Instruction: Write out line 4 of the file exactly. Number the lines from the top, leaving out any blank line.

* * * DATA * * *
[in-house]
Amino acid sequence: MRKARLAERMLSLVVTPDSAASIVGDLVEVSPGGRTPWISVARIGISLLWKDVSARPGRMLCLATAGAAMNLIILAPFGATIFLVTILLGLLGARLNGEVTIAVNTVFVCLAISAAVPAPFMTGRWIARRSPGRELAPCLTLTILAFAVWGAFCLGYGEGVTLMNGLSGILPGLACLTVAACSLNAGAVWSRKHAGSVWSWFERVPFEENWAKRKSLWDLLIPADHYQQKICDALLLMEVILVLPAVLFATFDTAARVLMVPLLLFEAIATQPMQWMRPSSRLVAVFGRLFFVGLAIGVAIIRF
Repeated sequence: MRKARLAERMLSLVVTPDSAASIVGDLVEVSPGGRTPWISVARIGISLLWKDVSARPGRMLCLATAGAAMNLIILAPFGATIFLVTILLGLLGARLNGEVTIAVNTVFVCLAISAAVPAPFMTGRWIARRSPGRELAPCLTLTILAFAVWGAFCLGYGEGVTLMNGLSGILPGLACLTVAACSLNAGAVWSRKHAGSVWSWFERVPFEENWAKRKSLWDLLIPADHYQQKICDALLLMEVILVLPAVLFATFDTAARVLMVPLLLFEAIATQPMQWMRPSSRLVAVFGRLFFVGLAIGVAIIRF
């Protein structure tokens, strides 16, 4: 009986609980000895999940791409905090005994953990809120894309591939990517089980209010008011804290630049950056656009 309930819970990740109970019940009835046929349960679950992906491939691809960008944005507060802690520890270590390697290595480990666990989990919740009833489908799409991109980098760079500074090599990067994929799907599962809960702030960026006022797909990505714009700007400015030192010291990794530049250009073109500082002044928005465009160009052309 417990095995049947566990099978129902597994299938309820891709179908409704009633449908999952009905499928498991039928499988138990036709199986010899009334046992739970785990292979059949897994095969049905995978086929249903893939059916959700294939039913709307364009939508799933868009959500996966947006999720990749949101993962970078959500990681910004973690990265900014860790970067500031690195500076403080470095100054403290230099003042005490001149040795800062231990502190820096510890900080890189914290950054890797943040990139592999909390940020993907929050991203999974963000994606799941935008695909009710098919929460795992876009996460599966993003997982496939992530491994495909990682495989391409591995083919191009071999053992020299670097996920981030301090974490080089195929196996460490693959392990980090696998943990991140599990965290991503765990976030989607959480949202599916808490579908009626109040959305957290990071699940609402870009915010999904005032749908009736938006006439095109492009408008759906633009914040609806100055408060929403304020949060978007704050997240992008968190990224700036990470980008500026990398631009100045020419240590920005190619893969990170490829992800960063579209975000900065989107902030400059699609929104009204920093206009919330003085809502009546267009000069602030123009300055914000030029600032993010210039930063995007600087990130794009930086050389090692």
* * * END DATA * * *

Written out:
């Protein structure tokens, strides 16, 4: 009986609980000895999940791409905090005994953990809120894309591939990517089980209010008011804290630049950056656009 309930819970990740109970019940009835046929349960679950992906491939691809960008944005507060802690520890270590390697290595480990666990989990919740009833489908799409991109980098760079500074090599990067994929799907599962809960702030960026006022797909990505714009700007400015030192010291990794530049250009073109500082002044928005465009160009052309 417990095995049947566990099978129902597994299938309820891709179908409704009633449908999952009905499928498991039928499988138990036709199986010899009334046992739970785990292979059949897994095969049905995978086929249903893939059916959700294939039913709307364009939508799933868009959500996966947006999720990749949101993962970078959500990681910004973690990265900014860790970067500031690195500076403080470095100054403290230099003042005490001149040795800062231990502190820096510890900080890189914290950054890797943040990139592999909390940020993907929050991203999974963000994606799941935008695909009710098919929460795992876009996460599966993003997982496939992530491994495909990682495989391409591995083919191009071999053992020299670097996920981030301090974490080089195929196996460490693959392990980090696998943990991140599990965290991503765990976030989607959480949202599916808490579908009626109040959305957290990071699940609402870009915010999904005032749908009736938006006439095109492009408008759906633009914040609806100055408060929403304020949060978007704050997240992008968190990224700036990470980008500026990398631009100045020419240590920005190619893969990170490829992800960063579209975000900065989107902030400059699609929104009204920093206009919330003085809502009546267009000069602030123009300055914000030029600032993010210039930063995007600087990130794009930086050389090692």